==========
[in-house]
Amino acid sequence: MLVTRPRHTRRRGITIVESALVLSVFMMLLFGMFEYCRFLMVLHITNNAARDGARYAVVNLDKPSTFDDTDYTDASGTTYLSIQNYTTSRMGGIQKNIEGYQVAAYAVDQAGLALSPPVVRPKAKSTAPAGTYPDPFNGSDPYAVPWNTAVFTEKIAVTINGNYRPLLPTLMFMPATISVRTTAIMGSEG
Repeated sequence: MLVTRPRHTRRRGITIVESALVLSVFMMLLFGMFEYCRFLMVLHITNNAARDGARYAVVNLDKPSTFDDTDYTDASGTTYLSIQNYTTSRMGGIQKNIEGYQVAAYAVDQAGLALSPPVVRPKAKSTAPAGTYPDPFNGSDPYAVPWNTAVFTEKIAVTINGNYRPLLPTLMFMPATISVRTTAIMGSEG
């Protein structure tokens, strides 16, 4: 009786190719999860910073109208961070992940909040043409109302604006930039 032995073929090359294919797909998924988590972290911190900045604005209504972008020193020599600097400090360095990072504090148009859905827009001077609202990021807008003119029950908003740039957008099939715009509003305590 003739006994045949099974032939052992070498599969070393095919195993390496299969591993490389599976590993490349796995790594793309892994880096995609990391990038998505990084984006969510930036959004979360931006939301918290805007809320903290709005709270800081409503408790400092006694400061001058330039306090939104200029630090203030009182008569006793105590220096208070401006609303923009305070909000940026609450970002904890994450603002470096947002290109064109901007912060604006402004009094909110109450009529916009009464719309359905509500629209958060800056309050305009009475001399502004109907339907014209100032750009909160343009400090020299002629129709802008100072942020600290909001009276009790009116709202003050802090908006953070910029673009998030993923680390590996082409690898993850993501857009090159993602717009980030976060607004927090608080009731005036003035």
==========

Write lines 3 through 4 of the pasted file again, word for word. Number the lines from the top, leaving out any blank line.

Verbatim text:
Repeated sequence: MLVTRPRHTRRRGITIVESALVLSVFMMLLFGMFEYCRFLMVLHITNNAARDGARYAVVNLDKPSTFDDTDYTDASGTTYLSIQNYTTSRMGGIQKNIEGYQVAAYAVDQAGLALSPPVVRPKAKSTAPAGTYPDPFNGSDPYAVPWNTAVFTEKIAVTINGNYRPLLPTLMFMPATISVRTTAIMGSEG
């Protein structure tokens, strides 16, 4: 009786190719999860910073109208961070992940909040043409109302604006930039 032995073929090359294919797909998924988590972290911190900045604005209504972008020193020599600097400090360095990072504090148009859905827009001077609202990021807008003119029950908003740039957008099939715009509003305590 003739006994045949099974032939052992070498599969070393095919195993390496299969591993490389599976590993490349796995790594793309892994880096995609990391990038998505990084984006969510930036959004979360931006939301918290805007809320903290709005709270800081409503408790400092006694400061001058330039306090939104200029630090203030009182008569006793105590220096208070401006609303923009305070909000940026609450970002904890994450603002470096947002290109064109901007912060604006402004009094909110109450009529916009009464719309359905509500629209958060800056309050305009009475001399502004109907339907014209100032750009909160343009400090020299002629129709802008100072942020600290909001009276009790009116709202003050802090908006953070910029673009998030993923680390590996082409690898993850993501857009090159993602717009980030976060607004927090608080009731005036003035």